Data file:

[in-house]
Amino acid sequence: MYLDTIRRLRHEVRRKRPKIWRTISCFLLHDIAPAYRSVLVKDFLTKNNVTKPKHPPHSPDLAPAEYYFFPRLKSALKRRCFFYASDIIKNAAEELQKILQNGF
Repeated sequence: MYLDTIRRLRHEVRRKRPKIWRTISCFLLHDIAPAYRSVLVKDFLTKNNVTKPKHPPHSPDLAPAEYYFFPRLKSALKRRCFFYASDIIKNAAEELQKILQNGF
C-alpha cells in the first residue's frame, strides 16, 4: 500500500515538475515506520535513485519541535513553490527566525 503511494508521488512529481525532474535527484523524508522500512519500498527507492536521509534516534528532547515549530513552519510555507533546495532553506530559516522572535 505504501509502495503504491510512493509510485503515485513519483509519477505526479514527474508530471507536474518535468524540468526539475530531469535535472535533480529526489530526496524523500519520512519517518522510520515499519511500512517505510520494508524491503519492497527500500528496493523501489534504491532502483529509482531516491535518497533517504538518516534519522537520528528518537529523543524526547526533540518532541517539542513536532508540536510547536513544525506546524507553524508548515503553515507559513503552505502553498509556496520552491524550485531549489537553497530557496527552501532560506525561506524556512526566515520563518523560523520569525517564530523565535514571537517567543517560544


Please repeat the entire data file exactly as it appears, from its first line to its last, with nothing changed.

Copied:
[in-house]
Amino acid sequence: MYLDTIRRLRHEVRRKRPKIWRTISCFLLHDIAPAYRSVLVKDFLTKNNVTKPKHPPHSPDLAPAEYYFFPRLKSALKRRCFFYASDIIKNAAEELQKILQNGF
Repeated sequence: MYLDTIRRLRHEVRRKRPKIWRTISCFLLHDIAPAYRSVLVKDFLTKNNVTKPKHPPHSPDLAPAEYYFFPRLKSALKRRCFFYASDIIKNAAEELQKILQNGF
C-alpha cells in the first residue's frame, strides 16, 4: 500500500515538475515506520535513485519541535513553490527566525 503511494508521488512529481525532474535527484523524508522500512519500498527507492536521509534516534528532547515549530513552519510555507533546495532553506530559516522572535 505504501509502495503504491510512493509510485503515485513519483509519477505526479514527474508530471507536474518535468524540468526539475530531469535535472535533480529526489530526496524523500519520512519517518522510520515499519511500512517505510520494508524491503519492497527500500528496493523501489534504491532502483529509482531516491535518497533517504538518516534519522537520528528518537529523543524526547526533540518532541517539542513536532508540536510547536513544525506546524507553524508548515503553515507559513503552505502553498509556496520552491524550485531549489537553497530557496527552501532560506525561506524556512526566515520563518523560523520569525517564530523565535514571537517567543517560544